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Saturday, March 17

I started my Saint Patrick's Day off in the shade of the 6 story Doritos vending machine… possibly the worst thing any of us had ever seen at SXSW. It was worth it… I'd come out to see Kids These Days play their set. This group of teens from Chicago definitely have some musical chops well beyond their eyars and have managed to write some pretty great songs and a nice, honest, strong social message, too. All six members of the band were having a great time and rocking as hard as they could, an undeniable amount of energy being thrown at the audience from the stage. The interplay of the three vocalists was very amazing, especially bearing in mind that the age of the kids was between 17 and 19. The entire band had a masterful command of dynamics, starting and stopping songs on a dime, everyone tight and well-rehearsed, allowing them to have that much more fun on stage. The drummer was simply amazing in his own right, standing up during songs, after songs, playing sitting and standing and everywhere in between. With special guest rappers from their school, this band had a little bit of something for everyone. Their music combines elements of pop, rock, soul, and rap. It was a tremendous performance by some very, very talented and fantastic kids.

I trekked down South Congress and grabbed some lunch at Lucy's fried chicken, and while I was waiting to eat my vittles, none other than Wayne Kramer arrived to play some music, accompanied by a band calling themselves English Teeth. Kramer looked good and sounded even better, with custom-painted Fender Stratocaster in hand he led the band through 4 or 5 songs, closing out with a story about his non-profit company called Jail Guitar Doors and a cover of the Clash song by the same name. English Teeth proceeded to play a few more songs on their own. It was a nice surprise, and a reminder of the amazing things that one is likely to stumble across when roving around Austin.

I got back up near downtown in time to catch a few songs by local Austin band Gold Beach who released their debut CD last summer. The band is centered around two or three members of now defunct The Glass Family, but makes music that is fairly removed from those days. This is not straight rock music, but more likely to be called soundtrack rock. The music is more orchestrated, without orchestration, and more visceral than The Glass Family was; no longer straight rock, just beautiful music that lends itself to hanging out or chilling with a beer more than making you want to take action and move, move, move. Always great to hear what's going on with the locals.

Speaking of locals, I finally got to see Michael Booher perform with his new (old) band, christened Snake In The Mail. The band is made up of the original line up of Zykos that I first saw on my very first trip to SXSW so many years ago. It was a great day to hear them, sunny and warm and perfect for the rock show that went down. Booher's voice was a little beat down from the week and a leftover cold, but he powered through the set and sounded fantastic. SITM sounded tight, well-rehearsed, and made a ton of noise for a three-piece band backing up a vocalist. The closing song was an old Zykos song that was sure fun to hear played after all these years.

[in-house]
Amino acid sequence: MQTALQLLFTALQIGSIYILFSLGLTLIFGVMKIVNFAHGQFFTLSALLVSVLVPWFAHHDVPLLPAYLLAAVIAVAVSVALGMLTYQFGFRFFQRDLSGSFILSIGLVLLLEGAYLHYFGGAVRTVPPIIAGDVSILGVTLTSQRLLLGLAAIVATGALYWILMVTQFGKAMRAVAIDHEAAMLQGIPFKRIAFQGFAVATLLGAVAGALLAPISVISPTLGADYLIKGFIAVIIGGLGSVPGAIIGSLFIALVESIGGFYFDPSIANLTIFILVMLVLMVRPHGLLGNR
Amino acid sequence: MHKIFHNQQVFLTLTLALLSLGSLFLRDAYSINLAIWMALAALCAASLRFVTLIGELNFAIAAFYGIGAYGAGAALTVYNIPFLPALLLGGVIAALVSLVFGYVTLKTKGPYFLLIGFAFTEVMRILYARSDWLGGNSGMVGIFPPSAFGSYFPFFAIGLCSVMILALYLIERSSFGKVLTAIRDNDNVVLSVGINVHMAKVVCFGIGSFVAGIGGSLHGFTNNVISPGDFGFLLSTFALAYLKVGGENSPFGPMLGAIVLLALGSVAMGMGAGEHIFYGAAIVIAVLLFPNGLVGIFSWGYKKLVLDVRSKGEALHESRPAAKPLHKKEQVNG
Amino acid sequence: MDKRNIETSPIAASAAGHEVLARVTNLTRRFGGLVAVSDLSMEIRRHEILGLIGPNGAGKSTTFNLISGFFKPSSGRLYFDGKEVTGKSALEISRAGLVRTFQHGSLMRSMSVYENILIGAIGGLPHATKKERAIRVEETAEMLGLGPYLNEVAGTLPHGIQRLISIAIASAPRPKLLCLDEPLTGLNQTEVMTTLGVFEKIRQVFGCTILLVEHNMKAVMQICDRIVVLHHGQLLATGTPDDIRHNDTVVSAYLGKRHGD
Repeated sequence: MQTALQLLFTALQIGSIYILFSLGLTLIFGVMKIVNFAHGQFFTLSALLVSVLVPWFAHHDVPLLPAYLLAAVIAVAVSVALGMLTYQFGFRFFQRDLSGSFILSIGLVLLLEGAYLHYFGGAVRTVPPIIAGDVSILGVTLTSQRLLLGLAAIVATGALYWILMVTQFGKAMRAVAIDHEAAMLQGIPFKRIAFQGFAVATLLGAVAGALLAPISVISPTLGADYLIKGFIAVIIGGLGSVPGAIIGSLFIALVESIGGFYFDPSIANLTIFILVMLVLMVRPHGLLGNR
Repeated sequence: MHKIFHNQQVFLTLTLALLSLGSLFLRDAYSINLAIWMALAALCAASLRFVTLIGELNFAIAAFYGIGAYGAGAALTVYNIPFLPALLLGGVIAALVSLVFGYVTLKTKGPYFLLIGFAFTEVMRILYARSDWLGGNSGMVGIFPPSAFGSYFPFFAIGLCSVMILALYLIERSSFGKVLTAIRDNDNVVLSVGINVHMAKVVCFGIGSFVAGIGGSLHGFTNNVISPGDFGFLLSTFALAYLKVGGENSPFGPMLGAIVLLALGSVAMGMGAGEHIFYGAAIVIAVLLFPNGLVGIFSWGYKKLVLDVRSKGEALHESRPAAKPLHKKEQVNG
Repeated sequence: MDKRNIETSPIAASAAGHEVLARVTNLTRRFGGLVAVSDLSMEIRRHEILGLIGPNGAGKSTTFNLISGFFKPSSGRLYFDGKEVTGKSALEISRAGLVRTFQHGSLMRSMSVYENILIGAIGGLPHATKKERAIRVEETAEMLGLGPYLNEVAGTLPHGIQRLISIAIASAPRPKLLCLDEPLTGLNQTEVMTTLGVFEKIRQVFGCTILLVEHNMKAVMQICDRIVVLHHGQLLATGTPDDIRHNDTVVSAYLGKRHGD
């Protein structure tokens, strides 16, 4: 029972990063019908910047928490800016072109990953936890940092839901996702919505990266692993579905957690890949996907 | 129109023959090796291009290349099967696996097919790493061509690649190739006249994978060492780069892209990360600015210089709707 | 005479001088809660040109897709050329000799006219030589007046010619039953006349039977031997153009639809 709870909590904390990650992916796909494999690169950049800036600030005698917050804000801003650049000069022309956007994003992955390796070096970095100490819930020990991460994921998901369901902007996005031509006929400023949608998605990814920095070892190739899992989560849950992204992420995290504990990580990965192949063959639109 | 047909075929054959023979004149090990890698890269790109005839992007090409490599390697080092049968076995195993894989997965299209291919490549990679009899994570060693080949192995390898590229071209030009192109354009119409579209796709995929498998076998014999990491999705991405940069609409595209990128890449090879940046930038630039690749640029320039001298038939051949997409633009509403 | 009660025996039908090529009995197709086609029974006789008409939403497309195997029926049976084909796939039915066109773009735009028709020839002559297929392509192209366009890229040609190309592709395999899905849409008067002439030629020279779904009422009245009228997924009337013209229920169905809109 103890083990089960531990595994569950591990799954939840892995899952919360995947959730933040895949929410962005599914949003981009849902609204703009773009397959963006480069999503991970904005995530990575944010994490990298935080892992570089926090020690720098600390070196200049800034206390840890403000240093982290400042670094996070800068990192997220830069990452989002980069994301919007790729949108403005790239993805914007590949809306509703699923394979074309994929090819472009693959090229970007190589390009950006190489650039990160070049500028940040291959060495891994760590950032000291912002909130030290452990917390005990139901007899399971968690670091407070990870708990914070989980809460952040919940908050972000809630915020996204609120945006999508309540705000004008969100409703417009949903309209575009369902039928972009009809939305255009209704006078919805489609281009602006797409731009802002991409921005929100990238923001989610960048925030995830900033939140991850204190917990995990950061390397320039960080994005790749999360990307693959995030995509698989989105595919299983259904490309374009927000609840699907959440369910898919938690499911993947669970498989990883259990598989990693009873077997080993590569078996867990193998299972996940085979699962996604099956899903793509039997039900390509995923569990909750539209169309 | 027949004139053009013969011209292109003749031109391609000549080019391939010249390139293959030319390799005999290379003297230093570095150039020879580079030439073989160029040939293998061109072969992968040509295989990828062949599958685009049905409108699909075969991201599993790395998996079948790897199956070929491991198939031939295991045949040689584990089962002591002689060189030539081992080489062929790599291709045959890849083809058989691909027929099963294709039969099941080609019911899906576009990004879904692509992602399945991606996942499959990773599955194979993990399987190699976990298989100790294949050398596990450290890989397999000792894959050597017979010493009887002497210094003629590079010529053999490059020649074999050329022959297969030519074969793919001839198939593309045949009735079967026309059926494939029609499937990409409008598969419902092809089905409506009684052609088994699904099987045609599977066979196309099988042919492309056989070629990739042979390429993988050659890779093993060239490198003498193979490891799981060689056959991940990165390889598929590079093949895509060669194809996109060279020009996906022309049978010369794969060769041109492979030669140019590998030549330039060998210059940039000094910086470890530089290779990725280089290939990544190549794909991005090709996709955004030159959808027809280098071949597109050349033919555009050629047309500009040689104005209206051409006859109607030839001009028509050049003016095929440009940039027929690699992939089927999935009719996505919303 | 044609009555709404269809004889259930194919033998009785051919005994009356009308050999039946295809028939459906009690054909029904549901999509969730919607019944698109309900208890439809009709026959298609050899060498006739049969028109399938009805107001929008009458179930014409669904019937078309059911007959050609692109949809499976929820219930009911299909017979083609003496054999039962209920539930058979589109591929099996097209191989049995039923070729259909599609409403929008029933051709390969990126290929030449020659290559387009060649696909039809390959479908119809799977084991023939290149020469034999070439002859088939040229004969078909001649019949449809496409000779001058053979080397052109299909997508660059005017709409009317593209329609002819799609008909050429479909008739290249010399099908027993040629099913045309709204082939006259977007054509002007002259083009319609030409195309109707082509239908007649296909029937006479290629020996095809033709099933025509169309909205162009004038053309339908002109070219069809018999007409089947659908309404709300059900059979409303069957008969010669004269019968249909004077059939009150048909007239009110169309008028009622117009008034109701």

As the evening wore on I dropped into Stubb's to see a couple of friends, but was pleasantly surprised when Justin Townes Earle took the stage and played an extraordinary set of music. He was backed by a truly phenomenal band; they were smooth and tight and everything one might want from a band. Among songs from his new record and a few older tunes, Justin found time to cover "Can't Hardly Wait" by The Replacements… I wonder if Tommy Stinson caught word of that?

I wanted to catch the official Zookeeper set and thanks to a dwindling line at the door snuck in rather quickly between sets. Tonight the band was much tighter and "on it" than they had been a couple nights previous. The band gave the excellent tune "Snow In Berlin" a nice, rolling rhythm treatment and launched into a tremendously powerful version of the amazing "Becoming All Things" which built to a beautiful crescendo of noise and power before falling apart and drifting into nothing but lingering drums and organ before leaving just the piano to complete the song. Everything seemed to coalesce in the magic and mayhem of SXSW for Simpson and company. Or perhaps there was just less beer flowing. Either way, this set was proof positive that you can take a great song and play it a myriad of ways and it will lose none of its own particular impact.

Finishing out my SXSW this year, and the ridiculous drunkenness of St. Patrick's Day, I headed across downtown to catch Lucero play the final slot of the night. The band was closing out a great line-up that was actually a party curated by Lucero themselves and featuring some of their current favorite bands. It's a great idea… perhaps we should have more of that type of thing at larger festivals like this. With eight dudes on stage, this was the largest Lucero I had ever been witness to, and it was well worth the set-up time and technical problems that seemed to be hampering the party a bit. Ben's voice sounded amazing, even after 7 or so shows over the past 4 days, and the band was tight and loose all at once, willing to do anything that the song demanded of them. Lucero is one of the best of the current market's alternative country band groups, and here's the reason why. They care about their audience. My friends wife is not a fan of them. Parents try to get their kids to not like it, which in turn makes kids like it all the more. The horns laying over pedal steel guitar and piano was just tremendous and blended perfectly with the gritty guitars for an amazing end to a fantastic SXSW.

-David DeVoe


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